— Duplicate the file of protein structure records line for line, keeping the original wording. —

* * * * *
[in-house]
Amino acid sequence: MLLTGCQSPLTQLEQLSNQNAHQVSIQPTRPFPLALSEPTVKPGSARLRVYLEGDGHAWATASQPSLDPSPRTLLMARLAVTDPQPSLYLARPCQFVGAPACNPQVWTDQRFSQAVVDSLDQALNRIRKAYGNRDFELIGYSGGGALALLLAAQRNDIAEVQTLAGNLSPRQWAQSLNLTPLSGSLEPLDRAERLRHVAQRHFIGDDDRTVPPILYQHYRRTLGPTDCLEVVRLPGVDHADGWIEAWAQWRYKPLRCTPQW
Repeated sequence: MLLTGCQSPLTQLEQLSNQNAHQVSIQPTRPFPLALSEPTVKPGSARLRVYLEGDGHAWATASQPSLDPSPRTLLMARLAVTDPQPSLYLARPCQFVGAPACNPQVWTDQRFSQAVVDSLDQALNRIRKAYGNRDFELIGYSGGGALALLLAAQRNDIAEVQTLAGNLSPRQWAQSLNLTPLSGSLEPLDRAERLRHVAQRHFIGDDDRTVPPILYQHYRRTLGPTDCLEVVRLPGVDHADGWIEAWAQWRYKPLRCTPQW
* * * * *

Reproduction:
[in-house]
Amino acid sequence: MLLTGCQSPLTQLEQLSNQNAHQVSIQPTRPFPLALSEPTVKPGSARLRVYLEGDGHAWATASQPSLDPSPRTLLMARLAVTDPQPSLYLARPCQFVGAPACNPQVWTDQRFSQAVVDSLDQALNRIRKAYGNRDFELIGYSGGGALALLLAAQRNDIAEVQTLAGNLSPRQWAQSLNLTPLSGSLEPLDRAERLRHVAQRHFIGDDDRTVPPILYQHYRRTLGPTDCLEVVRLPGVDHADGWIEAWAQWRYKPLRCTPQW
Repeated sequence: MLLTGCQSPLTQLEQLSNQNAHQVSIQPTRPFPLALSEPTVKPGSARLRVYLEGDGHAWATASQPSLDPSPRTLLMARLAVTDPQPSLYLARPCQFVGAPACNPQVWTDQRFSQAVVDSLDQALNRIRKAYGNRDFELIGYSGGGALALLLAAQRNDIAEVQTLAGNLSPRQWAQSLNLTPLSGSLEPLDRAERLRHVAQRHFIGDDDRTVPPILYQHYRRTLGPTDCLEVVRLPGVDHADGWIEAWAQWRYKPLRCTPQW